North Korea's new tablet, the world's first high-tech paperweight

North Korea has come up with a tablet that can't connect to the Internet and comes with pre-loaded media that is pure propaganda...

North Korea has been talking about coming up with its own tablet computer for a while now, according to deathandtaxes. The idea of a North Korean tablet first came to notice in 2010. The next piece of evidence came when a North Korean company named Chosun Computer gave users a sneak peek at what was supposed to be the country’s first tablet during a trade fair in Pyongyang in September last year.

Now, a hands-on of the tablet has been done, courtesy NK News, which confirms that the North Korean tablet does in fact exist. There is one problem, though. Users can’t connect the device to anything. The tablet, called Samjiyon, runs on Google’s Android software and comes pre-loaded with media sanctioned by the government. Ironically, North Korea's very first tablet does not have Wi-Fi connection or any way to load new content. And there is definitely no scope to download or install new applications.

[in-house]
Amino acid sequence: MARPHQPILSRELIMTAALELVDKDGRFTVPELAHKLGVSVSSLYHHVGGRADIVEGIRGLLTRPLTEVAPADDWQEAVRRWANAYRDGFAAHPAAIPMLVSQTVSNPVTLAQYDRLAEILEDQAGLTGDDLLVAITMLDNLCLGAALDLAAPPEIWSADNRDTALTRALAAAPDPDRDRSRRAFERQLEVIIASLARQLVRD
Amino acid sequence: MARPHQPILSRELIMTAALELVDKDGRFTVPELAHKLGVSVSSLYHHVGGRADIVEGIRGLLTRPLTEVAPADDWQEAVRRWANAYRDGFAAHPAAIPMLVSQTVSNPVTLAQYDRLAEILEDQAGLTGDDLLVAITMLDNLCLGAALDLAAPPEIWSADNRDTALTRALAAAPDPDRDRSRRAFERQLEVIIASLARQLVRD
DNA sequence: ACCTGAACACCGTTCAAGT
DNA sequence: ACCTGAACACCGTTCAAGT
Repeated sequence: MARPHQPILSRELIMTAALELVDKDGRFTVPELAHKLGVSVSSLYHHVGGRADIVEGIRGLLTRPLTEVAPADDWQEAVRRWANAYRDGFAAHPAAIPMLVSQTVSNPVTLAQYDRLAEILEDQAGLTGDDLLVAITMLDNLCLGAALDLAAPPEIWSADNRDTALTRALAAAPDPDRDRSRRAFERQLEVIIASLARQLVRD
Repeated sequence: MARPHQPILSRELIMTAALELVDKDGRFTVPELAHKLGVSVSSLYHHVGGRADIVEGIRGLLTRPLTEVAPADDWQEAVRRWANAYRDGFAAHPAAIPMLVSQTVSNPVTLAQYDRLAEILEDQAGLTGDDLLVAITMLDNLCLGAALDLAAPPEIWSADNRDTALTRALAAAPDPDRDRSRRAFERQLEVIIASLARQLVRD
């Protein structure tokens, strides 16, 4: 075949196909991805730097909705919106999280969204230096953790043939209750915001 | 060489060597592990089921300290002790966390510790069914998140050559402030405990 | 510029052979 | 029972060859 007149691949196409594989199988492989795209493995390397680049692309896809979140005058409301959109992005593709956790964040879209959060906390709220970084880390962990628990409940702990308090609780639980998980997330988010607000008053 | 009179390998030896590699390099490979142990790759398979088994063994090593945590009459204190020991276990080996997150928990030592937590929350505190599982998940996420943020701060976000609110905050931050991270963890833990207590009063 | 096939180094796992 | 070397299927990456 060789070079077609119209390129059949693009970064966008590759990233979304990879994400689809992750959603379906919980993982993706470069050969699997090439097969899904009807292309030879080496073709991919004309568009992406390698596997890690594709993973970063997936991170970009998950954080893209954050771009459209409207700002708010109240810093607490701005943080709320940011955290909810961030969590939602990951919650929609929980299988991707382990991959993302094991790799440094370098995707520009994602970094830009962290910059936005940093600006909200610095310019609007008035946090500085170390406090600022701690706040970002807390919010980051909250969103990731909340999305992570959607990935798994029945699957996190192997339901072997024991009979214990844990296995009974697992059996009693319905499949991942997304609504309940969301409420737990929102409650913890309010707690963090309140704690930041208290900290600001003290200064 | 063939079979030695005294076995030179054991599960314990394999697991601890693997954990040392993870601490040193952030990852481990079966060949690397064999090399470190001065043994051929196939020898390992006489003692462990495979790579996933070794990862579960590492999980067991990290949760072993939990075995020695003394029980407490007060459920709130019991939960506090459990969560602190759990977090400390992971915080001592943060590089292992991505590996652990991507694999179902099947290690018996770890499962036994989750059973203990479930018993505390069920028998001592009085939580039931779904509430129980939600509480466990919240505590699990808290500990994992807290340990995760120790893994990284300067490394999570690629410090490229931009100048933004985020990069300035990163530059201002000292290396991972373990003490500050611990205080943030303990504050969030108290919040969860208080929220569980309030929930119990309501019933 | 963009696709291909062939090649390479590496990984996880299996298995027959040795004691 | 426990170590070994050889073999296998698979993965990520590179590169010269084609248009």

While looking through the content in the tablet, the media featured is essentially propaganda-ish in nature, exalting the achievements of North Korean General Kim Jong Un. Children are also taught important skills like how to properly line up and draw a red flag. Other features like an encyclopedia (about the country), eBooks (about the Great Leader) and a map service (North Korean maps) have also been reported.

North Korea's new tablet, the world's first high-tech paperweight

North Korea has come up with a tablet named Samjiyon, without Internet access (Image credit: tangledweb)



The pre-loaded media also offers some entertainment in the form of a few games. A ripped-off version of Angry Birds, called Slingshot, starts the line-up of games, which also features quite a few combat-themed games. It’s a little disturbing to find out that most of those games revolve around shooting at tanks, though. There is a sports game as well, wherein users have to flick balls towards a hoop, i.e., a North Korean version of basketball.


The fact that the tablet doesn’t come with any connectivity is no surprise. North Korea is known for its closed society, which does not allow for Wi-Fi or access to the global Internet at home. Only a select number of government officials are allowed access to the World Wide Web. Most citizens instead make use of Kwangmyong, which is the country's heavily filtered national intranet. While there are a few Internet cafes that provide access to the Web, there is a great deal of regulation and censorship.


In recent years, the country has been slowly changing its attitude to new technologies and the Internet. The country has been reported launching social-media accounts and redesigning its official news service into English.